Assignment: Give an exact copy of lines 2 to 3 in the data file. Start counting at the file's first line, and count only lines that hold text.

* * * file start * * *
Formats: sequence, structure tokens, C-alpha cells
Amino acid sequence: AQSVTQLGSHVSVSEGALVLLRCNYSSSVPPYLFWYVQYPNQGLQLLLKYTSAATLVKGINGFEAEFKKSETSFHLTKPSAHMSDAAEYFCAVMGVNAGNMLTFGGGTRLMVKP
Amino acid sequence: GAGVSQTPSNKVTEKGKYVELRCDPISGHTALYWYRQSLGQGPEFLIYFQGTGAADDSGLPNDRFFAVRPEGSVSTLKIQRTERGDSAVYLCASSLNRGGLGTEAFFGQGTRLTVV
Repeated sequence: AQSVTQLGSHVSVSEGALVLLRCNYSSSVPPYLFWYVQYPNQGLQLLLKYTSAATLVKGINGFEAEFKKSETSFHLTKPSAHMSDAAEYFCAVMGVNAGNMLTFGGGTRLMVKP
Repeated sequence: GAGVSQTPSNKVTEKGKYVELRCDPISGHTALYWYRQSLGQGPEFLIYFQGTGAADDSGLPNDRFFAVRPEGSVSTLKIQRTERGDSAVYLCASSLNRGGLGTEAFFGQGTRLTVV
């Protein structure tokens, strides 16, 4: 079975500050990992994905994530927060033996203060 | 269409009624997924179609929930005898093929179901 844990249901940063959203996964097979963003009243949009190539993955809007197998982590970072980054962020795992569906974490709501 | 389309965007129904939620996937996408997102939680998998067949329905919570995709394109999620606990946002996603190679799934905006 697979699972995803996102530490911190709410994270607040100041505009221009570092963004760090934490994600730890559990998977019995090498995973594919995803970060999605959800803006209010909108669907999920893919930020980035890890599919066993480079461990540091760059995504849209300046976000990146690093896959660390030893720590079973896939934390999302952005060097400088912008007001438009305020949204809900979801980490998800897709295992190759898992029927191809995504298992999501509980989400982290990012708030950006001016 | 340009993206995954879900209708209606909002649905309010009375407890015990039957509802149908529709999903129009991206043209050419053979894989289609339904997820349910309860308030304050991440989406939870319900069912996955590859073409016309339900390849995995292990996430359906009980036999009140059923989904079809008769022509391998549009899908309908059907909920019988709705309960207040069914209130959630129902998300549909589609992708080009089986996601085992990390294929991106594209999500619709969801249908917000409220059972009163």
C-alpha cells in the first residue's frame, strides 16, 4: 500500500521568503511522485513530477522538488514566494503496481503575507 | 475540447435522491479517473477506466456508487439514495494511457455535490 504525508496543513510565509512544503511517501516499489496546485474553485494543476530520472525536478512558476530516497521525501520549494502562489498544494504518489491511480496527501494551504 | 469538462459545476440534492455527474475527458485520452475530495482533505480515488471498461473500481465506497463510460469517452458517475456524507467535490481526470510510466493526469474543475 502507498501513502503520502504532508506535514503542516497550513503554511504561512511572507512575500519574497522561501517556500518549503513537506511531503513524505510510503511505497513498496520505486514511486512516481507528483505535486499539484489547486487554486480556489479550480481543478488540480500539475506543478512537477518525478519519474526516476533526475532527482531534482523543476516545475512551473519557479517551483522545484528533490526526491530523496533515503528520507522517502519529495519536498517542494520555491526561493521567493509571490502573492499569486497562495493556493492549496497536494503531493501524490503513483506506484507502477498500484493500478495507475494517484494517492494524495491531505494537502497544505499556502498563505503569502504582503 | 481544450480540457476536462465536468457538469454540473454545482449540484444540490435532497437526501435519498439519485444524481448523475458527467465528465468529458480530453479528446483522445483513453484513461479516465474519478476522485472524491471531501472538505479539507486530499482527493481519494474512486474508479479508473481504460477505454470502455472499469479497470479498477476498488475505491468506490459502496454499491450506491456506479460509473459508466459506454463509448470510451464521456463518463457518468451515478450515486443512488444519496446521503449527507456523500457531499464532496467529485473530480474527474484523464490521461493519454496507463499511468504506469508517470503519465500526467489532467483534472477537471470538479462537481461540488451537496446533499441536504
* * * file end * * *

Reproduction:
Amino acid sequence: AQSVTQLGSHVSVSEGALVLLRCNYSSSVPPYLFWYVQYPNQGLQLLLKYTSAATLVKGINGFEAEFKKSETSFHLTKPSAHMSDAAEYFCAVMGVNAGNMLTFGGGTRLMVKP
Amino acid sequence: GAGVSQTPSNKVTEKGKYVELRCDPISGHTALYWYRQSLGQGPEFLIYFQGTGAADDSGLPNDRFFAVRPEGSVSTLKIQRTERGDSAVYLCASSLNRGGLGTEAFFGQGTRLTVV